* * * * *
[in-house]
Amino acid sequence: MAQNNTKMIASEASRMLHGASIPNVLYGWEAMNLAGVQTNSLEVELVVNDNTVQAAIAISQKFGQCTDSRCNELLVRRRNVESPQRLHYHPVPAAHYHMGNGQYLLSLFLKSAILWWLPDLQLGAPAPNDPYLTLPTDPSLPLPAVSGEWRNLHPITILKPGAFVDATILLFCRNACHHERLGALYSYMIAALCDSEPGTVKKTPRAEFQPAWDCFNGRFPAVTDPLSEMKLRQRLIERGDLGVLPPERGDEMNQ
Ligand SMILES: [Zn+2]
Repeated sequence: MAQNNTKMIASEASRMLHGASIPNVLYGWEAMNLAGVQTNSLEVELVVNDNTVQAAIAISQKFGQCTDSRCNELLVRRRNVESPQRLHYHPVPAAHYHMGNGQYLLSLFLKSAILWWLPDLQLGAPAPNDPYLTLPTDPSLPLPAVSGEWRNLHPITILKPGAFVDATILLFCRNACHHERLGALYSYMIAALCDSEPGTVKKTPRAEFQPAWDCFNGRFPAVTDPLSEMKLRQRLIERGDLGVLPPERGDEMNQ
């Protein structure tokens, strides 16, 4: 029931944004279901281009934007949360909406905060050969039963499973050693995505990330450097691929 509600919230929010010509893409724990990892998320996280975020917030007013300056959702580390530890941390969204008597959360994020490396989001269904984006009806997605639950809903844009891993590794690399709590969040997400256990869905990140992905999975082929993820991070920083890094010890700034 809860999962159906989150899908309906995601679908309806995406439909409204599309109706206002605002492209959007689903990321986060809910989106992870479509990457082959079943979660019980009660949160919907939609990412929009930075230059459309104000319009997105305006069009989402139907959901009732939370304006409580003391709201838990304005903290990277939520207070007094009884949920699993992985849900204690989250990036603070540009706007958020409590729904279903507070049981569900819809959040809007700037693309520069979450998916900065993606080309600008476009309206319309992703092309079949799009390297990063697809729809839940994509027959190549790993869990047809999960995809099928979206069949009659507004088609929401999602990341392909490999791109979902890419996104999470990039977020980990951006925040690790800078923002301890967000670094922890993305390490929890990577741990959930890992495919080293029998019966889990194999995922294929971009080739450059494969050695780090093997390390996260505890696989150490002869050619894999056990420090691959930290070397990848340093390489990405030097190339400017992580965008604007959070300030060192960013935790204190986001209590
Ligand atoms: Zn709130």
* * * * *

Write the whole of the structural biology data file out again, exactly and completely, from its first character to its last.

[in-house]
Amino acid sequence: MAQNNTKMIASEASRMLHGASIPNVLYGWEAMNLAGVQTNSLEVELVVNDNTVQAAIAISQKFGQCTDSRCNELLVRRRNVESPQRLHYHPVPAAHYHMGNGQYLLSLFLKSAILWWLPDLQLGAPAPNDPYLTLPTDPSLPLPAVSGEWRNLHPITILKPGAFVDATILLFCRNACHHERLGALYSYMIAALCDSEPGTVKKTPRAEFQPAWDCFNGRFPAVTDPLSEMKLRQRLIERGDLGVLPPERGDEMNQ
Ligand SMILES: [Zn+2]
Repeated sequence: MAQNNTKMIASEASRMLHGASIPNVLYGWEAMNLAGVQTNSLEVELVVNDNTVQAAIAISQKFGQCTDSRCNELLVRRRNVESPQRLHYHPVPAAHYHMGNGQYLLSLFLKSAILWWLPDLQLGAPAPNDPYLTLPTDPSLPLPAVSGEWRNLHPITILKPGAFVDATILLFCRNACHHERLGALYSYMIAALCDSEPGTVKKTPRAEFQPAWDCFNGRFPAVTDPLSEMKLRQRLIERGDLGVLPPERGDEMNQ
């Protein structure tokens, strides 16, 4: 029931944004279901281009934007949360909406905060050969039963499973050693995505990330450097691929 509600919230929010010509893409724990990892998320996280975020917030007013300056959702580390530890941390969204008597959360994020490396989001269904984006009806997605639950809903844009891993590794690399709590969040997400256990869905990140992905999975082929993820991070920083890094010890700034 809860999962159906989150899908309906995601679908309806995406439909409204599309109706206002605002492209959007689903990321986060809910989106992870479509990457082959079943979660019980009660949160919907939609990412929009930075230059459309104000319009997105305006069009989402139907959901009732939370304006409580003391709201838990304005903290990277939520207070007094009884949920699993992985849900204690989250990036603070540009706007958020409590729904279903507070049981569900819809959040809007700037693309520069979450998916900065993606080309600008476009309206319309992703092309079949799009390297990063697809729809839940994509027959190549790993869990047809999960995809099928979206069949009659507004088609929401999602990341392909490999791109979902890419996104999470990039977020980990951006925040690790800078923002301890967000670094922890993305390490929890990577741990959930890992495919080293029998019966889990194999995922294929971009080739450059494969050695780090093997390390996260505890696989150490002869050619894999056990420090691959930290070397990848340093390489990405030097190339400017992580965008604007959070300030060192960013935790204190986001209590
Ligand atoms: Zn709130």